Juanita Warde MPP 2013

Job Title: Education Policy Analyst at New York City Administration for Children’s Services (NYC ACS), Division of Early Care and Education

The New York City Administration for Children’s Services Division of Early Care and Education administers the largest publicly funded childcare system in the country, serving over 100,000 low-income children with an annual budget of approximately $600 million.

This division aims to improve access to high-quality early childhood education programs for our most vulnerable populations. At NYC ACS, I am responsible for analyzing how actual and potential policy changes generated from both State and Federal authorities will affect our programs. I also draft briefs regarding ACS positions on recent legislative changes that affect child welfare practice as well as prepare documents and official analysis that is widely used in both City and State budget proceedings.

Eric Baum MPP/MBA 2012

Job Title: Supervisory Development Graduate Program, Federal Reserve Bank of New York

The Federal Reserve Bank of New York’s Financial Institution Supervision Group oversees banks, money management firms and other financial service providers with more than $50 billion of assets under management. This department aims to create greater overall stability through careful regulation of this sector. As a participant in the Federal Reserve Bank of New York’s Supervisory Development program, an initiative that trains bank regulators, examiners and policy analysts, I will complete a 2-year regimen that concludes in 2014. During this period, I will gain hands-on experience in various aspects of the Bank’s oversight activities.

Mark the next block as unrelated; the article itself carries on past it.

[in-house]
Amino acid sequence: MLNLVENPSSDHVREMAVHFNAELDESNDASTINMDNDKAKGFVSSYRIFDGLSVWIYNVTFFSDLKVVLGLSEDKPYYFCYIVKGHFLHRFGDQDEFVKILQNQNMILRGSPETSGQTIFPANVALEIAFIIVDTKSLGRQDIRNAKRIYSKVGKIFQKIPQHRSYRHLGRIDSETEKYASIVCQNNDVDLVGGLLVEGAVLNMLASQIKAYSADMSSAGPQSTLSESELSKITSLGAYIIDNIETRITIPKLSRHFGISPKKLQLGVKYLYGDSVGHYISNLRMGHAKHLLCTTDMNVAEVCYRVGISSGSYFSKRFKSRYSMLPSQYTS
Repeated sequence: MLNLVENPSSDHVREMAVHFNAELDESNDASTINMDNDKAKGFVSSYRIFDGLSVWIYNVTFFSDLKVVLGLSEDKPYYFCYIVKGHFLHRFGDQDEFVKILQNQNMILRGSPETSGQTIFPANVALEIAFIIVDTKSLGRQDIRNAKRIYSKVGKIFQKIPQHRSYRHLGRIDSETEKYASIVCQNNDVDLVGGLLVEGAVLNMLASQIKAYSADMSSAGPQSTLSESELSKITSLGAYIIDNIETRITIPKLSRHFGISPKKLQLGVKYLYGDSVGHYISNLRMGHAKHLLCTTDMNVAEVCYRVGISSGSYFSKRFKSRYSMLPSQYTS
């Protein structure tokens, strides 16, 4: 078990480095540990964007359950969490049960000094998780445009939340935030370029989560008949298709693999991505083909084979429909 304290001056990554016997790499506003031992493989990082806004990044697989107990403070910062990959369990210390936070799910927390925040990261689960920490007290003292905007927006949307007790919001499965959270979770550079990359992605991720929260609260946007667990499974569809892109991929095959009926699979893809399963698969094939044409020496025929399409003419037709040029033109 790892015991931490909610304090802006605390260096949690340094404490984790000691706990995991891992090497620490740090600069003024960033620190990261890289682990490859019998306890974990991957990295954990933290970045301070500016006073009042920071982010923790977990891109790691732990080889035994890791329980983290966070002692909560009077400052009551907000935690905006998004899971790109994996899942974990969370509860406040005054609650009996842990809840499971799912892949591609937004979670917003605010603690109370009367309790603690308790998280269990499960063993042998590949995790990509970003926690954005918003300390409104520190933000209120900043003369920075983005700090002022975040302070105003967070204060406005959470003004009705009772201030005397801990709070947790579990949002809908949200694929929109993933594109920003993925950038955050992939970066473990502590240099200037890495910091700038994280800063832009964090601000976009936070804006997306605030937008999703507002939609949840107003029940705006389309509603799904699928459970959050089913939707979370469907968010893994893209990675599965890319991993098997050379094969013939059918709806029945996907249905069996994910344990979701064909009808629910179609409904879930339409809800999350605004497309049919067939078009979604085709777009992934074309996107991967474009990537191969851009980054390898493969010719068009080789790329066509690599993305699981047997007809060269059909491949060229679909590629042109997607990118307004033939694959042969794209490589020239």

Daniel Kravetz MPP/MCRP 2012

Job Title: Fundraising and Media Coordinator at New Jersey Community Capital

New Jersey Community Capital provides financial investments and technical assistance to revitalize underserved neighborhoods across New Jersey, fostering the creation of hundreds of affordable housing units, educational opportunities, and quality jobs every year. At NJCC, I am responsible for securing operating grants and investment capital to expand organizational capacity. I also craft press releases, success stories, social media, and other public relations material to convey the importance of NJCC’s work to stakeholders, both within New Jersey and elsewhere in the country.